5
$\begingroup$

I am investigating closed forms of the function $$f(s;q)=\sum_{k\ge1}\frac{(-1)^k}{k^s+q^s}.$$ I of course don't expect a closed form for general $s$ and $q$ (such that the series converges), but I am rather interested in special cases. There is of course the easily-shown relation $$f(s;0)=(2^{1-s}-1)\zeta(s),$$ from which it is immediately evident that $f$ is some sort of analog of the classic zeta function.

My efforts have mostly been focused on special cases for fixed values of $s$, such as the easily shown $$f(1;q)=\int_0^1\frac{x^qdx}{1+x}.$$ Note that since this integral has no closed form for general $q$, I am willing to count the integral itself as a closed form, as it is certainly easy to evaluate for $q\in\Bbb Q_{\ge0}$. If something similar is the best we can do in other cases, so be it.

My own work has been primarily regarding the cases $f(2^n;q)$, and I have succeeded in finding a recurrence in $n$. First, we evaluate $f(2;q)$. To do so we define $\zeta_m=\exp\frac{i\pi}{m}$, as we will use it a lot later.

Recall the formula $$\frac{\pi}{\sin\pi z}=\sum_{k\in\Bbb Z}\frac{(-1)^k}{z+k},$$ so that $$\sum_{k\ge 1}\frac{(-1)^k}{k^2-z^2}=-\frac\pi{2z\sin\pi z}+\frac1{2z^2}.$$ Setting $z=iq$ and simplifying gives $$f(2;q)=\sum_{k\ge1}\frac{(-1)^k}{k^2+q^2}=\frac{\pi e^{\pi q}/q}{e^{2\pi q}-1}-\frac1{2q^2}.$$ This, interestingly enough, gives the limit $$\lim_{q\to 0}\left(\frac{\pi e^{\pi q}/q}{e^{2\pi q}-1}-\frac1{2q^2}\right)=-\frac{\pi^2}{12}.$$ I would like to discuss this limit further, but that may not be on topic on this post.

Back to the investigation at hand, we see that $$\begin{align} f(2M;q)&=\sum_{k\ge1}\frac{(-1)^k}{(k^{M}-iq^{M})(k^{M}+iq^{M})}\qquad [M=2^n]\\ &=\frac{1}{2iq^M}\sum_{k\ge1}(-1)^k\left(\frac{1}{k^M-iq^M}-\frac{1}{k^M+iq^M}\right)\\ &=\tfrac{1}{2iq^M}f(M;\zeta_{2M}^3q)-\tfrac{1}{2iq^M}f(M;\zeta_{2M}q). \end{align}$$ Thus, since we know $f(2;q)$, we also know $f(M;q)$.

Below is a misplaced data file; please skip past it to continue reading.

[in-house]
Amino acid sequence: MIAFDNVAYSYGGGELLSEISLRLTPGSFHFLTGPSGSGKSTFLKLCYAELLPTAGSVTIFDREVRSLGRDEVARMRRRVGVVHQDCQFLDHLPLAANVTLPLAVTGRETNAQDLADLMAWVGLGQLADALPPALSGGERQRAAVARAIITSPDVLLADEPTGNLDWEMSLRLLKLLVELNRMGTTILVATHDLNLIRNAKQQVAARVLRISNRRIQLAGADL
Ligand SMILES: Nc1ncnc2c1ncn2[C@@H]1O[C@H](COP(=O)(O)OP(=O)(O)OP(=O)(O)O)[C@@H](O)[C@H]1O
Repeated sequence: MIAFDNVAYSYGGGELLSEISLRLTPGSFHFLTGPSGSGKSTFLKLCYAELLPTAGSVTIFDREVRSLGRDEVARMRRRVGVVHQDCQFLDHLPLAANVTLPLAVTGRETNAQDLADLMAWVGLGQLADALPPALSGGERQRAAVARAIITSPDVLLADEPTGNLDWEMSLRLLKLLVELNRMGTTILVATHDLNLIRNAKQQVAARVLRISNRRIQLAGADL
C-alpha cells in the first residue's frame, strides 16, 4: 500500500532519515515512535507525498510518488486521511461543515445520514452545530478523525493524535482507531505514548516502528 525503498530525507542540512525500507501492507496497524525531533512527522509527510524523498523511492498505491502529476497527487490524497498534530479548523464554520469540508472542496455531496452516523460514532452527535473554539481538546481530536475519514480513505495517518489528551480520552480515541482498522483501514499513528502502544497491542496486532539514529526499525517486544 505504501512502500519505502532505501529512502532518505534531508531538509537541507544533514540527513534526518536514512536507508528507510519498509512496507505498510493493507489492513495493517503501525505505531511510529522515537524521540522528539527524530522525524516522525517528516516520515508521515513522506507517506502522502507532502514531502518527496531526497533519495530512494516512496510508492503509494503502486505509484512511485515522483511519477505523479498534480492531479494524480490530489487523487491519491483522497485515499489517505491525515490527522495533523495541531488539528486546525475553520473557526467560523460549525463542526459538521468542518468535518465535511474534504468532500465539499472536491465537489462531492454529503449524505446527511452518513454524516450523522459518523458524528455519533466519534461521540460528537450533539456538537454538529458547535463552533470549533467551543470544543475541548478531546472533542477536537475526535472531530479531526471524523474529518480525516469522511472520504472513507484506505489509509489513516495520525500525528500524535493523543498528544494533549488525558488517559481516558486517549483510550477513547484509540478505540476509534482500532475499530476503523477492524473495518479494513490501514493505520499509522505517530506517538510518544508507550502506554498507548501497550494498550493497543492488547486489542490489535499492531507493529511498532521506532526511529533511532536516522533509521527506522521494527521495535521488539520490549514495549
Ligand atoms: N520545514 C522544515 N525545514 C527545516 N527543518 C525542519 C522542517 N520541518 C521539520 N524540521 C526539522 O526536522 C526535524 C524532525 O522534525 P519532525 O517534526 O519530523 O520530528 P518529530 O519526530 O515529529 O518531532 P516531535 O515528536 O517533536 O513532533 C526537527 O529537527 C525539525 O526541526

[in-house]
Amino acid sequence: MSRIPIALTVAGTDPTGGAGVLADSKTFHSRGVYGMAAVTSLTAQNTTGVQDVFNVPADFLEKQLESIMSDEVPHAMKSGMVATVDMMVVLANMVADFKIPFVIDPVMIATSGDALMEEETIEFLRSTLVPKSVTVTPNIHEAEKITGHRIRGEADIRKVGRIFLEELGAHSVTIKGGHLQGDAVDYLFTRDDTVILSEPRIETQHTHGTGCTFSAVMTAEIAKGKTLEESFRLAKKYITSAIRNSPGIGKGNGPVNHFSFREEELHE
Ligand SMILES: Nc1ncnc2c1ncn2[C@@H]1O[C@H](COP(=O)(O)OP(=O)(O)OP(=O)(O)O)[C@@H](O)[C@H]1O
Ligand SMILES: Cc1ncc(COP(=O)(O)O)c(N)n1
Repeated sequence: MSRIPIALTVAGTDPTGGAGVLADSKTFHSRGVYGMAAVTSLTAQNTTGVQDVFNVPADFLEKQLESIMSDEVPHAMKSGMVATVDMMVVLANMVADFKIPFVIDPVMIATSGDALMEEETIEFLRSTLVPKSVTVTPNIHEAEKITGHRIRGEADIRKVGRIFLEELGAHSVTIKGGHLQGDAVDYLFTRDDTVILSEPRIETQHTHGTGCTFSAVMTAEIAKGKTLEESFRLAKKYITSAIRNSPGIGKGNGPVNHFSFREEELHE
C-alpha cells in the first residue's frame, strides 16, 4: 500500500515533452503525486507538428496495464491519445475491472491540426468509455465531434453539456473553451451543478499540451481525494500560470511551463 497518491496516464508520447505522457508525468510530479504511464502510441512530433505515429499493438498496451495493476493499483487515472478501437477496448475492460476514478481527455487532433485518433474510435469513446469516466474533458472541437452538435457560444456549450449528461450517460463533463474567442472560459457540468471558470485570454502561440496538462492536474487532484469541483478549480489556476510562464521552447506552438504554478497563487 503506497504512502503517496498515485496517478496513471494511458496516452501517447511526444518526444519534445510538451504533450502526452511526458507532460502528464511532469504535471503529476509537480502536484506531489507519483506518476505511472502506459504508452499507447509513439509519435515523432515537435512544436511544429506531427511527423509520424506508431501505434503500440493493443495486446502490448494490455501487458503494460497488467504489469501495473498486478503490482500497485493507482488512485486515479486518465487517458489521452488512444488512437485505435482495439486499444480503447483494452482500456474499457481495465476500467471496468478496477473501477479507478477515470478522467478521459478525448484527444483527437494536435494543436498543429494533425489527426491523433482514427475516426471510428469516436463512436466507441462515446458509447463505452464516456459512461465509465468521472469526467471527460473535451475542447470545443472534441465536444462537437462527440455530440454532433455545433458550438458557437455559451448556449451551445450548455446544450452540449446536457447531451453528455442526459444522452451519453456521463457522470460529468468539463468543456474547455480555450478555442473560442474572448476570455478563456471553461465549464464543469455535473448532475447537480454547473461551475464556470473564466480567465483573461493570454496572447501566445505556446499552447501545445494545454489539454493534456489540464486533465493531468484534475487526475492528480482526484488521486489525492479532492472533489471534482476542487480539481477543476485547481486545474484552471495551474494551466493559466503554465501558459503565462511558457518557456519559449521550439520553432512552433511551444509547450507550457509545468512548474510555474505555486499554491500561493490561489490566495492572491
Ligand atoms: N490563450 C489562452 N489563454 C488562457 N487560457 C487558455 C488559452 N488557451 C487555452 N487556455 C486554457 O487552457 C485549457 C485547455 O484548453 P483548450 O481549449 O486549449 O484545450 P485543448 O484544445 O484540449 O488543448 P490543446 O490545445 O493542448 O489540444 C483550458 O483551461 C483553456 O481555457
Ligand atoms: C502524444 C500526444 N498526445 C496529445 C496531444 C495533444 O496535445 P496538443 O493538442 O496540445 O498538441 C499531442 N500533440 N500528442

So, my question:

For what other values of $s$ can $f(s;q)$ be evaluated in closed form?

$\endgroup$
5
$\begingroup$

The main thing to see is that it has some kind of closed-form for $s\ge 2$ even and $q\ne 0$.

This is because you want to evaluate $\frac{g(0)-q^{-s}}{2}$ where $$g(z)=\sum_{k\in \Bbb{Z}} \frac{(-1)^k}{(z+k)^s+q^s}=\sum_{k\in \Bbb{Z}} (-1)^k\sum_{m=1}^s \frac{1}{c_m (z+k-a_m)}=\sum_{m=1}^s \frac{\pi}{c_m \sin(\pi (z-a_m))}$$ $$ a_m=qe^{i\pi (2m+1)/s}, c_m= sa_m^{s-1}$$

It works the same way for $s$ odd except that $\sum_{k\ge 1} \frac{(-1)^k}{(z+k)^s+q^s}$ isn't periodic anymore, instead of $\pi/\sin(\pi z)$ you'll have $\Gamma'/\Gamma(z-1)-\Gamma'/\Gamma(z/2-1)$ which does have only a few closed-forms (for $z$ rational where it can be expressed as a linear combination of $\log e^{2i\pi l /r}$).

It is supposedly obvious that there is no closed-form for $s\not\in \Bbb{Z}$.

| cite | improve this answer | |
$\endgroup$
  • $\begingroup$ Sorry, but where did the index $k\in\Bbb Z$ go in the inner sum (over $m$) of $$\sum_{k\in \Bbb{Z}} (-1)^k\sum_{m=1}^s \frac{1}{c_m (z-a_m)}?$$ Shouldn't it be $$\sum_{k\in \Bbb{Z}} (-1)^k\sum_{m=1}^s \frac{1}{c_m (z\color{red}{+k}-a_m)}?$$ Otherwise great answer (+1) $\endgroup$ – clathratus Jan 3 at 2:02
  • $\begingroup$ sure ${}{}{}{}$ $\endgroup$ – reuns Jan 3 at 18:01

Your Answer

By clicking “Post Your Answer”, you agree to our terms of service, privacy policy and cookie policy

Not the answer you're looking for? Browse other questions tagged or ask your own question.